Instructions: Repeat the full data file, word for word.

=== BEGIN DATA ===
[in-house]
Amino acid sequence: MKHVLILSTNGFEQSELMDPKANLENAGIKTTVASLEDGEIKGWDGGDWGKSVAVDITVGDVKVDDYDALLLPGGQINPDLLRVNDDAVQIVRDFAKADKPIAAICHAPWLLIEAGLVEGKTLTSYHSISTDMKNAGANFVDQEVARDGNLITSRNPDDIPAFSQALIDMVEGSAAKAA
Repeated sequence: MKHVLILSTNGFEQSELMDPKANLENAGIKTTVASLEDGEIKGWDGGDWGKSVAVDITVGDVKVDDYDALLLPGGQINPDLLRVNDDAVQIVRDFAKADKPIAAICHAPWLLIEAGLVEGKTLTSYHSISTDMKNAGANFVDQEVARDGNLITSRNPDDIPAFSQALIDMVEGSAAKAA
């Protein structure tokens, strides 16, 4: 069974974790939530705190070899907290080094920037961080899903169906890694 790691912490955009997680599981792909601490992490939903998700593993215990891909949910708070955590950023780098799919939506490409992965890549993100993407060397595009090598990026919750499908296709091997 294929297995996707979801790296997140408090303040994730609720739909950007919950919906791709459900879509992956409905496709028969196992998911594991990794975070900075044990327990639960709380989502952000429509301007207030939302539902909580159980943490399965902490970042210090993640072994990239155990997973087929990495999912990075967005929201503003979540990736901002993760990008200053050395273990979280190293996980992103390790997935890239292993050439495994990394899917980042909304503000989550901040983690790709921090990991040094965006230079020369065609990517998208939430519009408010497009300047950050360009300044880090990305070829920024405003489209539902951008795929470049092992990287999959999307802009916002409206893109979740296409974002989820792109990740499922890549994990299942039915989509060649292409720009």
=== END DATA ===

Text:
[in-house]
Amino acid sequence: MKHVLILSTNGFEQSELMDPKANLENAGIKTTVASLEDGEIKGWDGGDWGKSVAVDITVGDVKVDDYDALLLPGGQINPDLLRVNDDAVQIVRDFAKADKPIAAICHAPWLLIEAGLVEGKTLTSYHSISTDMKNAGANFVDQEVARDGNLITSRNPDDIPAFSQALIDMVEGSAAKAA
Repeated sequence: MKHVLILSTNGFEQSELMDPKANLENAGIKTTVASLEDGEIKGWDGGDWGKSVAVDITVGDVKVDDYDALLLPGGQINPDLLRVNDDAVQIVRDFAKADKPIAAICHAPWLLIEAGLVEGKTLTSYHSISTDMKNAGANFVDQEVARDGNLITSRNPDDIPAFSQALIDMVEGSAAKAA
């Protein structure tokens, strides 16, 4: 069974974790939530705190070899907290080094920037961080899903169906890694 790691912490955009997680599981792909601490992490939903998700593993215990891909949910708070955590950023780098799919939506490409992965890549993100993407060397595009090598990026919750499908296709091997 294929297995996707979801790296997140408090303040994730609720739909950007919950919906791709459900879509992956409905496709028969196992998911594991990794975070900075044990327990639960709380989502952000429509301007207030939302539902909580159980943490399965902490970042210090993640072994990239155990997973087929990495999912990075967005929201503003979540990736901002993760990008200053050395273990979280190293996980992103390790997935890239292993050439495994990394899917980042909304503000989550901040983690790709921090990991040094965006230079020369065609990517998208939430519009408010497009300047950050360009300044880090990305070829920024405003489209539902951008795929470049092992990287999959999307802009916002409206893109979740296409974002989820792109990740499922890549994990299942039915989509060649292409720009």